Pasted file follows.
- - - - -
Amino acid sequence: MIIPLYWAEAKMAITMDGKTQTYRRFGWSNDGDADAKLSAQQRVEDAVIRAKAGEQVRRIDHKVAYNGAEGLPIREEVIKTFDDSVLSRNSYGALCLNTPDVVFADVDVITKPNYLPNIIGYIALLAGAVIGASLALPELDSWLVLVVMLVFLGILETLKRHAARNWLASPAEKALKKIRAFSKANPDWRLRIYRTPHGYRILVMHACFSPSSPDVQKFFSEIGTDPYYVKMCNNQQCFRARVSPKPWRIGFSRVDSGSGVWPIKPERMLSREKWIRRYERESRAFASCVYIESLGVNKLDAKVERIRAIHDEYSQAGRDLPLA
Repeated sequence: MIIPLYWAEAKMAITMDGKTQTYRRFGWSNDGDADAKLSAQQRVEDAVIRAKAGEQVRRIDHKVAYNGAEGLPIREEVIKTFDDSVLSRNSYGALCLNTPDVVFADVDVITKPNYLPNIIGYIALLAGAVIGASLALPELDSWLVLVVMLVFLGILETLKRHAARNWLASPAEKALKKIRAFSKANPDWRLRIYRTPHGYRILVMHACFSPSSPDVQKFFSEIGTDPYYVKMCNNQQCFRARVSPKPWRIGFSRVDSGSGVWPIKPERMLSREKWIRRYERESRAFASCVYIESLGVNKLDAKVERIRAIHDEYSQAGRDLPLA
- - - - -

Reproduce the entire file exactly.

Amino acid sequence: MIIPLYWAEAKMAITMDGKTQTYRRFGWSNDGDADAKLSAQQRVEDAVIRAKAGEQVRRIDHKVAYNGAEGLPIREEVIKTFDDSVLSRNSYGALCLNTPDVVFADVDVITKPNYLPNIIGYIALLAGAVIGASLALPELDSWLVLVVMLVFLGILETLKRHAARNWLASPAEKALKKIRAFSKANPDWRLRIYRTPHGYRILVMHACFSPSSPDVQKFFSEIGTDPYYVKMCNNQQCFRARVSPKPWRIGFSRVDSGSGVWPIKPERMLSREKWIRRYERESRAFASCVYIESLGVNKLDAKVERIRAIHDEYSQAGRDLPLA
Repeated sequence: MIIPLYWAEAKMAITMDGKTQTYRRFGWSNDGDADAKLSAQQRVEDAVIRAKAGEQVRRIDHKVAYNGAEGLPIREEVIKTFDDSVLSRNSYGALCLNTPDVVFADVDVITKPNYLPNIIGYIALLAGAVIGASLALPELDSWLVLVVMLVFLGILETLKRHAARNWLASPAEKALKKIRAFSKANPDWRLRIYRTPHGYRILVMHACFSPSSPDVQKFFSEIGTDPYYVKMCNNQQCFRARVSPKPWRIGFSRVDSGSGVWPIKPERMLSREKWIRRYERESRAFASCVYIESLGVNKLDAKVERIRAIHDEYSQAGRDLPLA